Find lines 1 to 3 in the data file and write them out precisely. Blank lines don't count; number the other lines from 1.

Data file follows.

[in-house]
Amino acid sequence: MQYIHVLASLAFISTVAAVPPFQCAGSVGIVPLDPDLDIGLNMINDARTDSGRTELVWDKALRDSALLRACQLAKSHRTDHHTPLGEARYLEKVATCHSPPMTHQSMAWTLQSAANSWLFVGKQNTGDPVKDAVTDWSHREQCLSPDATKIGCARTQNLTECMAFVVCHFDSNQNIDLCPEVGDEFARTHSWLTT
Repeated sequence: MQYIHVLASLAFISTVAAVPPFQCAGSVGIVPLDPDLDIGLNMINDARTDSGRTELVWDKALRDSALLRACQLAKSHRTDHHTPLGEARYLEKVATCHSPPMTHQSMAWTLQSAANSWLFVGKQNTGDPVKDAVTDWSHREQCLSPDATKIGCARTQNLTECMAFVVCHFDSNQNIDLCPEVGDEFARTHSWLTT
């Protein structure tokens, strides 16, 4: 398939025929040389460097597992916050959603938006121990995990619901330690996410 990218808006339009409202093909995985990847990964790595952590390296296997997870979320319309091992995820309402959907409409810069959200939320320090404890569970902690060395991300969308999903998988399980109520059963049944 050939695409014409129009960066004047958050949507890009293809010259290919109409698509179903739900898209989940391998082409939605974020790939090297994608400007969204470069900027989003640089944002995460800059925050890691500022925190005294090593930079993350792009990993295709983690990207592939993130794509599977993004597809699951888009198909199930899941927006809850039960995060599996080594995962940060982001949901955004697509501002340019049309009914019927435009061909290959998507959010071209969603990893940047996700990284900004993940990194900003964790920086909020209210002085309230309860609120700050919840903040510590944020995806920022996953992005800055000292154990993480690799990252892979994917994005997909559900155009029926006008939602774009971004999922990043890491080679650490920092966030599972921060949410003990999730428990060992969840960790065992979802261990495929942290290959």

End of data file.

[in-house]
Amino acid sequence: MQYIHVLASLAFISTVAAVPPFQCAGSVGIVPLDPDLDIGLNMINDARTDSGRTELVWDKALRDSALLRACQLAKSHRTDHHTPLGEARYLEKVATCHSPPMTHQSMAWTLQSAANSWLFVGKQNTGDPVKDAVTDWSHREQCLSPDATKIGCARTQNLTECMAFVVCHFDSNQNIDLCPEVGDEFARTHSWLTT
Repeated sequence: MQYIHVLASLAFISTVAAVPPFQCAGSVGIVPLDPDLDIGLNMINDARTDSGRTELVWDKALRDSALLRACQLAKSHRTDHHTPLGEARYLEKVATCHSPPMTHQSMAWTLQSAANSWLFVGKQNTGDPVKDAVTDWSHREQCLSPDATKIGCARTQNLTECMAFVVCHFDSNQNIDLCPEVGDEFARTHSWLTT